This Saturday Harvard football rushed past Brown, 32-22, in the Ivy League opener for both teams.
This weekend at the Ivy Plus Tournament, the strategy for the Harvard men’s tennis team was to divide and conquer. With players taking on seven matches throughout the three-day event, the team had several standout performances in the first Ivy League play of the season.
On the third weekend of competition for the Harvard sailing team, the Crimson continually placed around the middle of the pack in four events.
After a hard-fought game in which both sides had their chances, Harvard triumphed over Penn by a narrow final margin of 1-0, handing the Quakers their second Ivy League loss at home since 2010
In a match between what could pan out to be the top two teams in the Ancient Eight, the Crimson handily beat the Big Green in three straight sets.
In a pair of matchups that featured the first Ancient Eight game of the year and a clash against a ranked team, the Harvard field hockey team left the Berylson Family Field Hockey Field with a pair of victories under its belt after defeating Yale and #19 Maine.
A much anticipated matchup between two Ivy rugby powerhouses, Harvard took control early and did not give it up throughout.
With just three minutes left in the game, senior forward Jake Freeman fed a ball through Iona’s defense to junior midfielder Christian Sady, who slid the ball in near post to put Harvard up 2-1 and clinch the win.
As Harvard football looks to claim its fourth consecutive Ancient Eight crown, the team deals with integrating a new quarterback, as well as the loss of 14 All-Ivy selections.
Here in southwest Ohio, football isn’t life-or-death. But it can be your life. Sean Ahern, the 143rd captain of Harvard football, understands this fact. Put more simply: “Football is a big deal where I come from.”
If the inaugural 1873 team managed to transport itself to the 21st century and walked through the Yard, it would be a surprise if anyone managed to identify the members as football players from among the throngs of students and tourists.
Harvard will rely heavily this season on the right arm of senior Joe Viviano.
This year the Ivy League is instituting new tackling rules to try and combat football's most talked about injury- concussions.
Tell me, what’s better than a little Ivy League action this Saturday? I mean, excluding the big SEC matchup of Ole Miss and Georgia. Or Wisconsin-Michigan State. Or Alabama-Kent State. Or staring at a blank wall.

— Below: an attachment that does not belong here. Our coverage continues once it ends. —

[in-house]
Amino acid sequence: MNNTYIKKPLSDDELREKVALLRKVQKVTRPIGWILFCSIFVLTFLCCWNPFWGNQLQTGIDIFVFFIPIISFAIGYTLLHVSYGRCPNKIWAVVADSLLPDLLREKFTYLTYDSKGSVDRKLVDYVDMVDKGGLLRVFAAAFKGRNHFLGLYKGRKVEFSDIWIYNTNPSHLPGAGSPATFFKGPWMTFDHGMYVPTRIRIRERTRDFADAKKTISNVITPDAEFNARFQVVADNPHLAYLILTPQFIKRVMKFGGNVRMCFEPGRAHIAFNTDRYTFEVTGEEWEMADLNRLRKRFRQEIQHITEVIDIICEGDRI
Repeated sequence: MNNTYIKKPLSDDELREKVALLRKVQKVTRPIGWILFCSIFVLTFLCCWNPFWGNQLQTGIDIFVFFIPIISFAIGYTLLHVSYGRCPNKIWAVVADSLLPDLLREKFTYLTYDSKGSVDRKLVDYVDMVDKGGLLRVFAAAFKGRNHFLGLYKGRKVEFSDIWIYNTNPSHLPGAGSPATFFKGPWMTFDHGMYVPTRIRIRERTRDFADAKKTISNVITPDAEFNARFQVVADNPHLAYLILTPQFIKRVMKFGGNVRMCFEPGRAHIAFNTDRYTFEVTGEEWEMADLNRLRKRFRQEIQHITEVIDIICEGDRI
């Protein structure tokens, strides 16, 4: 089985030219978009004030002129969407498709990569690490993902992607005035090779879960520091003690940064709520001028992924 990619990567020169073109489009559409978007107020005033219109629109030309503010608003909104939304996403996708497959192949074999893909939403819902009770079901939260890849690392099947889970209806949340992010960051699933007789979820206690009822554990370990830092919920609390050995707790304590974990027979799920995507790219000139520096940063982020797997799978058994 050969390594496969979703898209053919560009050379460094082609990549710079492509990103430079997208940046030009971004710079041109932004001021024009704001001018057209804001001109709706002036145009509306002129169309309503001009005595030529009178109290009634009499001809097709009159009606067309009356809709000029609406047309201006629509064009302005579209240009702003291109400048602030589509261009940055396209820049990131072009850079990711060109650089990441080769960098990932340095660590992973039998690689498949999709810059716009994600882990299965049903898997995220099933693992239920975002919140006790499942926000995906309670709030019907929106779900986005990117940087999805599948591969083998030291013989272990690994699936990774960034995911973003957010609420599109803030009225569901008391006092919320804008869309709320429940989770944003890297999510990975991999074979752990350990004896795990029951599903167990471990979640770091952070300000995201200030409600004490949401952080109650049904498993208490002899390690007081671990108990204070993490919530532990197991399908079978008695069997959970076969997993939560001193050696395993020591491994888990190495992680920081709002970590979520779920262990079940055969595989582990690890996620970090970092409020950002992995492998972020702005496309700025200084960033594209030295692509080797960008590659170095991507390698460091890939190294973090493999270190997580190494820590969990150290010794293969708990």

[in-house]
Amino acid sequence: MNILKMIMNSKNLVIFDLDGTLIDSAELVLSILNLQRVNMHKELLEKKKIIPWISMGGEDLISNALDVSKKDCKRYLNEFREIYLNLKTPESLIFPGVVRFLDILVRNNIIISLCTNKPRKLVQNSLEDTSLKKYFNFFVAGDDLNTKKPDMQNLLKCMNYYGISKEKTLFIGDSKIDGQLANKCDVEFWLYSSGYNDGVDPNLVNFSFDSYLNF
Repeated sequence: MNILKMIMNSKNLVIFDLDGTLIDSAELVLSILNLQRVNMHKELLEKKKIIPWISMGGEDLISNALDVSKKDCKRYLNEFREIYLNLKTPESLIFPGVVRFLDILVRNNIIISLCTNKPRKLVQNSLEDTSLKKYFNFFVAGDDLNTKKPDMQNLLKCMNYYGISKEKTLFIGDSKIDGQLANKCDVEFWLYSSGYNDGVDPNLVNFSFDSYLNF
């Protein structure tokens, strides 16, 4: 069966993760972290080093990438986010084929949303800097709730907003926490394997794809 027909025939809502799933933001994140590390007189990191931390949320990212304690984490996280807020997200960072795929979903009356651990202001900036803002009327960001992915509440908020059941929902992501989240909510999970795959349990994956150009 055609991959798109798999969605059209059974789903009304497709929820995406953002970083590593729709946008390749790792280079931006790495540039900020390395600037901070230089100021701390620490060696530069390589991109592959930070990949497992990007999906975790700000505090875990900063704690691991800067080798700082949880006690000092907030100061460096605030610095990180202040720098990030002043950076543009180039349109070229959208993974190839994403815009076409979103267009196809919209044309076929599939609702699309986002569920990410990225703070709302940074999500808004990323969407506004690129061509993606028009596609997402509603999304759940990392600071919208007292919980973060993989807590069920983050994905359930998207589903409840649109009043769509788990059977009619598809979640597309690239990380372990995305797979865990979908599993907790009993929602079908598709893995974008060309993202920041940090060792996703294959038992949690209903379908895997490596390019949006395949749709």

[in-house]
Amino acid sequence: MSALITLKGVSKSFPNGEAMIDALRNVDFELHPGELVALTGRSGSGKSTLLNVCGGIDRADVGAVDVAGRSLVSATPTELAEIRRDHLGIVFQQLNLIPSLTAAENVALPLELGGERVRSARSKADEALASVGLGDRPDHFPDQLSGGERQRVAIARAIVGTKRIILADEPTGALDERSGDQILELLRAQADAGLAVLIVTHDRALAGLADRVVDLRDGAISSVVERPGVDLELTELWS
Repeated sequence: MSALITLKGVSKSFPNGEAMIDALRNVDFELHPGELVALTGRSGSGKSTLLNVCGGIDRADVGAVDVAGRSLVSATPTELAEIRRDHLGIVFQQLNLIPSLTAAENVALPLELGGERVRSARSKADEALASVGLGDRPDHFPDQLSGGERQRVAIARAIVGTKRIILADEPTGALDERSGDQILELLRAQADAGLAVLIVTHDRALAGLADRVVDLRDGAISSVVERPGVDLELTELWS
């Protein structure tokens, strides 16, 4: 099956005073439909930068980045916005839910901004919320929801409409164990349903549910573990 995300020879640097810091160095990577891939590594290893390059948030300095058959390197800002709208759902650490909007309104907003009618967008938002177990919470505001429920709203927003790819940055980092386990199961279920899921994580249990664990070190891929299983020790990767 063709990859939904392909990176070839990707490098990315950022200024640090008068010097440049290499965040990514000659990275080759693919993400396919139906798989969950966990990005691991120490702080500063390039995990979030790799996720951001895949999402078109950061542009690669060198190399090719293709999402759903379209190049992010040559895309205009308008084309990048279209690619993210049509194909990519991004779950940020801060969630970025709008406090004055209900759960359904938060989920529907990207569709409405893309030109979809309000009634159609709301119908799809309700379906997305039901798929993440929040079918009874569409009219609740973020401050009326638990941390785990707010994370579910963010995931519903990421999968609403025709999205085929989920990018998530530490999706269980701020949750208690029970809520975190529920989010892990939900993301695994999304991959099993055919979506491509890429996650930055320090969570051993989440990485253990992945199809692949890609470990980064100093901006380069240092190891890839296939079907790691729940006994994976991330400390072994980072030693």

When it comes to gaining a bid to the NCAA Tournament, the Harvard women's volleyball team's chances of doing so at-large are slim. So, in the broad scheme of things, the results of its pre-Ivy League games did not matter. That all changes on Friday.
The Harvard men’s soccer team looks to rebound from a turbulent California road trip this Saturday as it concludes its away portion of pre-Ivy League play, visiting Iona.
If someone were to tell you that three out of the last four starting tight ends for a college went on to play in the NFL, there’d probably be a few schools that pop up in your head such as USC, Alabama, Notre Dame, etc. But what about Harvard?
The Harvard women’s soccer team (5-3-0, 0-0-0 Ivy) is heading into conference play on a hot streak, having won its last three games by a combined margin of 8-2. Unfortunately for the Crimson, however, lining up on the opposite side of the field this Saturday afternoon will be Penn (4-1-1, 0-0-0), the only team in the Ivy League that can lay claim to having even more momentum.
Heading into the season opener last Friday, the Harvard football team faced a slew of questions. While some uncertainty still lingers, many doubts were silenced thanks to a 51-21 rout of the Rhode Island.
In its first pair of road clashes, the Harvard men’s soccer team traveled to the Bay Area to face off against perennial powerhouses No. 25 Stanford and California, returning home with a pair of defeats at the hands of the Pac-12 schools.
Competing Saturday in the annual meet, junior Courtney Smith claimed the individual women’s 5K title with a time of 19:07.8. Smith continued her offseason momentum into the collegiate cross country season, edging out two close Yale runners—Frances Schmiede and Emily Waligurski—with times of 19:08.6 and 19:08.9, respectively.
This final weekend of action before the beginning of conference play was an opportunity for Harvard to tune-up one last time as the squad prepares to host Yale next Friday. But both games against Northeastern and UMass ended in disappointment for the Crimson.